Anthony J. Sanfilippo, MD, FRCP(C)

Associate Dean,

Undergraduate Medical Education


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After working so hard and achieving success, why are so many medical students depressed?

The first time David thought about becoming a doctor, he was 13 years old, in the eighth grade. He recalls that everyone thought it was a great idea. As a bright, naturally curious and diligent student with an outgoing personality, it seemed to his parents, teachers and friends a natural and entirely appropriate decision. All were supportive. In fact, they were enthusiastic. What loomed ahead, all came to realize, was the task negotiating the highly competitive medical school application process. For the next several years, this became a major focus of attention for David, his parents and teachers. The process was researched in some detail. Most decisions, from what courses to take, what recreational and volunteer activities to pursue, even vacation destinations, became framed, or at least influenced, by how it would impact David’s medical school aspirations. David committed himself to his goal. Adept in sciences and an avid learner, he achieved remarkable academic success through high school and his undergraduate degree program, all while accumulating an impressive portfolio of volunteer and other experiences designed to reflect his interest and commitment to public service and medicine in particular. He engaged the application process with vigour and strong support (including financial) from his parents. He was successful, getting accepted to medical school. He, his parents, his friends, were jubilant, and shared in his success. All, it seemed, was good and proper. All was as it should be.


David continued his academic success in his first year where the curriculum is largely about knowledge acquisition, a process with which he had become very comfortable. But the clinical aspects of medicine were troubling to him. He found that engaging patients and their illness distinctly uncomfortable, causing him to be nervous and anxious before, during and after each encounter. He found it difficult to deal with emotionally charged issues and, accustomed to engaging problems one at a time at his own pace, he found dealing with multiple simultaneous and urgent problems very difficult and stressful. This caused him to feel guilty and somewhat ashamed. As an aspiring doctor, shouldn’t all this come naturally to him? For the first time ever, he began to question his career choice. He greatly feared disappointing his parents and those who’ve supported him. To his peers, seemingly enjoying their medical school experience, questioning the benefit of being a medical student was incomprehensible. Not sure where to turn, he came to a faculty member to seek help.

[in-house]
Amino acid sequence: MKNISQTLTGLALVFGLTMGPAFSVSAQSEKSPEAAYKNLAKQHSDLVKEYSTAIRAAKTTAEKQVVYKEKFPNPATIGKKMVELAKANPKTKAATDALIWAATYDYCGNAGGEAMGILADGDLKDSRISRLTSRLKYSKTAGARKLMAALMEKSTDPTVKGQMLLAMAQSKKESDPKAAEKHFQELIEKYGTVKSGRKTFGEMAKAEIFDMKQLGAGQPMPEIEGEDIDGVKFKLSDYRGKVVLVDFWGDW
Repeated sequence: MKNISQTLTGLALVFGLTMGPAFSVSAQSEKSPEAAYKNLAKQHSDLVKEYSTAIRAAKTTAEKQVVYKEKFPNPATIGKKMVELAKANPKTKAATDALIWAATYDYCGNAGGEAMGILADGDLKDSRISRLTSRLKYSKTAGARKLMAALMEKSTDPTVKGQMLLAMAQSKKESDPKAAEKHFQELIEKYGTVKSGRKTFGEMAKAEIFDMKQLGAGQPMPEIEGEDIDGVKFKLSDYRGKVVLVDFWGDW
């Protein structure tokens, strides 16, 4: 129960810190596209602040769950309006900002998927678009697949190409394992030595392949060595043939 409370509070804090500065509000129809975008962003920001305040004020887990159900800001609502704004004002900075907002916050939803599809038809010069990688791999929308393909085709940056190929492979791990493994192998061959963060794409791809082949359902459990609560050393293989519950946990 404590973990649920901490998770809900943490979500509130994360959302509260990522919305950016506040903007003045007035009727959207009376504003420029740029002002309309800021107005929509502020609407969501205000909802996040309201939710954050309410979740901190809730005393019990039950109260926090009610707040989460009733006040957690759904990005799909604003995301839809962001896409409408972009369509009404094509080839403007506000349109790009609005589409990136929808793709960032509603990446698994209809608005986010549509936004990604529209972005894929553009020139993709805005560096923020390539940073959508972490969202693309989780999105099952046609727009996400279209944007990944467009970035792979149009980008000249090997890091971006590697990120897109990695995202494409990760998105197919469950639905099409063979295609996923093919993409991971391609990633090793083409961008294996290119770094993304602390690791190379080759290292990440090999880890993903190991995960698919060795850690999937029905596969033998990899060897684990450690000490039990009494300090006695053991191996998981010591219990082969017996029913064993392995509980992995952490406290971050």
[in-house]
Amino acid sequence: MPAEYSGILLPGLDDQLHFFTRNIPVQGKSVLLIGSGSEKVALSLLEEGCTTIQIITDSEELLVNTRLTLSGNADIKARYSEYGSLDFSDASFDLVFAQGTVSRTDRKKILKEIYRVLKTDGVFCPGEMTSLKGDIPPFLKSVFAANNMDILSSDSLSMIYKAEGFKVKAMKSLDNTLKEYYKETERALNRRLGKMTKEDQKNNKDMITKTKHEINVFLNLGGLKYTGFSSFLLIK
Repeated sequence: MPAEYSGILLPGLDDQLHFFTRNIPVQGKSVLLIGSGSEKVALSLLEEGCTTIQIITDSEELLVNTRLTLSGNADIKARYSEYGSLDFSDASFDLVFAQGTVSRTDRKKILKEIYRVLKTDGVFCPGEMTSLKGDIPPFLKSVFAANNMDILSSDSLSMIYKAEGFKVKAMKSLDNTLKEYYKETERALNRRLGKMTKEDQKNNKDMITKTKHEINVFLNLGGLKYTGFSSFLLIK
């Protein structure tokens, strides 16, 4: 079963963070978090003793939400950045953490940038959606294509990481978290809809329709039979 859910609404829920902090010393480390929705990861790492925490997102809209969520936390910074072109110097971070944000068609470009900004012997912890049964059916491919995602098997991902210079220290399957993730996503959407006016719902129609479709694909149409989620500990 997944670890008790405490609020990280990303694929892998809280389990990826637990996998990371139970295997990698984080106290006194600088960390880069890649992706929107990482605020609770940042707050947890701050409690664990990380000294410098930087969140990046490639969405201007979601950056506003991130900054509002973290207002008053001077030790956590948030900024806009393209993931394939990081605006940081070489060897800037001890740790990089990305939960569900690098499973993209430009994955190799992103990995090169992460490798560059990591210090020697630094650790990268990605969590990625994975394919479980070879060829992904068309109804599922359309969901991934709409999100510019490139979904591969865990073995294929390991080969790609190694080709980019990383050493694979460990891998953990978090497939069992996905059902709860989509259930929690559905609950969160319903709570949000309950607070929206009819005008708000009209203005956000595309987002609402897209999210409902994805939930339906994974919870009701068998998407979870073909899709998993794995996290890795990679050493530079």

What happened here, or perhaps more appropriately, what didn’t happen? Did David make a bad decision? Is he ill suited for a career in medicine, or simply adjusting to practical realities and challenges that are new to him?


In considering David’s dilemma, it’s helpful to consider the process that leads young people to make informed and, hopefully, durable career commitments. Fortunately, there’s an extensive and very interesting literature on this subject and considerable active investigation. Unfortunately, it’s largely in the realm of developmental psychology, an area in which most physicians are far from expert. “Career Theorists” abound, with various approaches and perspectives on the subject. I provide a list of representative articles below for those interested. There’s certainly much for us to learn that will help guide and support medical students struggling with career choice.


Career decision, it seems, is a developmental milestone that can only be achieved after an individual acquires and reconciles two key components; 1) knowledge of self, and, 2) knowledge of the world around them.


The first component, development of self-awareness, promotes independent thought and self-confidence. With those attributes comes the ability to make good decisions. Put another way, one can only make good decisions if they’re based on a full and honest understanding of one’s own attributes, interests and motivations. The term that’s been used for this process of personal development is “Individuation”, and has been attributed to the esteemed psychologist Carl Gustav Jung who describes it as follows:


“In general, it is the process by which individual beings are formed and differentiated (from other human beings); in particular, it is the development of the psychological individual as being distinct from the general, collective psychology”.


It is a progressive personal process that has no fixed schedule. It requires engagement of increasingly independent roles and challenges. It can be thought of as beginning the first time a child steps alone into a school bus for their first day of school and progresses through increasingly complex and increasingly independent life challenges. The challenge for parents, who must progressively relinquish control and security, is to allow these events to occur naturally, continuing to balance their desire to influence and guide while not inhibiting needed growth experiences.